Chip dubbed this CBB: Coach Behaving Badly. That was just too accurate not to steal!

I will start with my confession. I violated my number one rule, which I think I was pretty clear about: NOTHING NEW on race day. In my defense, I didn’t have much choice. And on the one choice I did have, I clearly chose poorly. Let me explain:

Remember 70.3 Santa Rosa in May, where I fell in love with my Altra One v2.5 running shoes? They were awesome and they didn’t let me down on race day. When I was packing for our RV adventure, I decided I would take my Altra Ones and NOT my CrossFit shoes (limited space); I had some strange notion I would do some road running (hello?) and figured I could just do CrossFit in my Altras.

They probably would have been just fine except I did an inordinate amount of rope climbing at the various CrossFit gyms along our trip route. And it turns out that the very soft soles of the Altras are no match for the descent of a rope climb. I basically rope burned the Grand Canyon in the sole of one of my shoes!

I didn’t think it would be a good idea to run 13.1 miles on that sole, so in the 4 days I was home I bought another pair of Altras. Of course the v2.5 had been replaced by the v3. And of course the sizing was just a bit off. The v3 was bigger. So I hemmed and hawed between a 10 and 10.5 (yes, I have big feet). My old v2.5s were size 10.5, but in the v3s 10.5 felt way too big. The 10 in the v3 felt good – it seemed like I still had plenty of room in there.


3 miles into the run I knew I had a problem. It was clear that the shoe was trying to take my right big toenail off. It was becoming quite painful. Then the shoes apparently rubbed the skin off the top of both my big toe joints. And created blisters on both big toes. At mile 5 I looked down and saw the blood and I knew it was going to be a long run. It was hot, so my feet were also swelling. And when it’s hot you pour as much water as possible on yourself, which naturally leads to chafing. Things were not looking good.

I began to change my stride, trying to alleviate the pain, and by about mile 8 I had a nice arch cramp in my left foot. At one point I passed a woman and a man walking and I heard the woman say “That sucks. Did you see her feet?” Great. I just kept thinking of my little sister who ran her first marathon in a similarly sized pair of shoes and finished with blisters on EVERY TOE. I think she lost most of her toenails. Comparatively, this wasn’t so bad. Or she is just a lot tougher than I am.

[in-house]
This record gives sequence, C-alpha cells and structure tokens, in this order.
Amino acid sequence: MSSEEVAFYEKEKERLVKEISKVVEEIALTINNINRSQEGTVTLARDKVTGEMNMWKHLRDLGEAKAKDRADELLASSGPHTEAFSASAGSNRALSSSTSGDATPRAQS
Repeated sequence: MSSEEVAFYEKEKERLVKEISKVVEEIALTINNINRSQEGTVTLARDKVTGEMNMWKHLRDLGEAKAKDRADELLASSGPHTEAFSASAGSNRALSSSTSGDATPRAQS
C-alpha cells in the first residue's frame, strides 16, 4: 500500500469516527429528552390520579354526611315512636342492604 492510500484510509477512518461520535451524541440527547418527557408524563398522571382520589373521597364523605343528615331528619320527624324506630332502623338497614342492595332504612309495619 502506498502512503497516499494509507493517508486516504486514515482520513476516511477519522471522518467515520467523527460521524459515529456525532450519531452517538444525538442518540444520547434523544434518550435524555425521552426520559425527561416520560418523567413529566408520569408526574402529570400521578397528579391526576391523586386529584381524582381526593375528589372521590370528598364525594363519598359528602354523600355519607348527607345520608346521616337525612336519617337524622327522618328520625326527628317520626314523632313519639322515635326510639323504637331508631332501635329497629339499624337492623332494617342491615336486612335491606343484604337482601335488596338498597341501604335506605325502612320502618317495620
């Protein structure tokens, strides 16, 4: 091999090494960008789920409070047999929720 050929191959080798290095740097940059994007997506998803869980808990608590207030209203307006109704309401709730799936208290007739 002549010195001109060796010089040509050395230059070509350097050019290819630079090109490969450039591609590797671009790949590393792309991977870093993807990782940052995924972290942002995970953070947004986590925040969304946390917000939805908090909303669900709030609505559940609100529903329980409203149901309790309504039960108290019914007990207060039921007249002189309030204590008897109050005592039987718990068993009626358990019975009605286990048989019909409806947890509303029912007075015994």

I often have to fight off hyperventilating as I close in on the finish. I think it is a combination of the finishing kick – which today was not noticeable – the emotions, and the fact that my body is completely depleted. Today I started sounding like a freight train with over a mile to go. I wasn’t sure I could hold it together.

It was worth it though – at the finish, Andy Potts (for those who don’t know him, he is a very famous pro. Cute too) put my finisher medal around my neck. I don’t have a lot of hero worship, but he is such a darn nice guy for someone so good that I might have a little bit of hero worship for Andy!

Was I happy with the race overall? Yes, I actually was. Minus the hamburger feet. This is a really great course and race venue. I was pleasantly surprised by my swim time. It’s not fast, but it is sadly not that far off what I would have swum if I had been training religiously. Not a great incentive to train, if I’m honest.

I got to wear booties in the swim because the water was below 65 degrees, so my feet stayed warm. Ahhh, warm feet.

They had wetsuit strippers. I love wetsuit strippers. All you have to do is get your arms out of the wetsuit, throw yourself down on your butt and they rip that wetsuit right off you. Sure beats hopping around in transition trying to pull it off with cold hands and cramping legs.

The bike is an awesome course. It has a lot of climbing, which I love. The pavement is great. All the downhills are fun and not scary. I felt strong and like I had at least a solid, if not rocket fast, bike split.

And like I said, the first few miles of the run felt relatively good.

Speaking of the run. Hamburger feet aside. I have decided it is way past time to fix my run. Believe it or not, the run used to be my secret weapon in triathlons. I would come off the bike and just pick competitors off. It was fun. Now the run is more like my kryptonite. I look more like a wounded animal just waiting for the coyotes to close in. I think years of chronic injuries that never quite get fixed (it’s good enough!), ankle surgery and a general loss of mobility have created a situation where no matter how hard I train (when I train), I never get it back. So stay tuned, I have begun formulating a plan, which I will blog about and you will keep me honest. No more CBB.

Beer. Burger.

You know the worst thing about post race? Getting into the shower. Because it is then that you quickly discover all the places you chafed.

I probably don’t have to tell you what I am doing right now…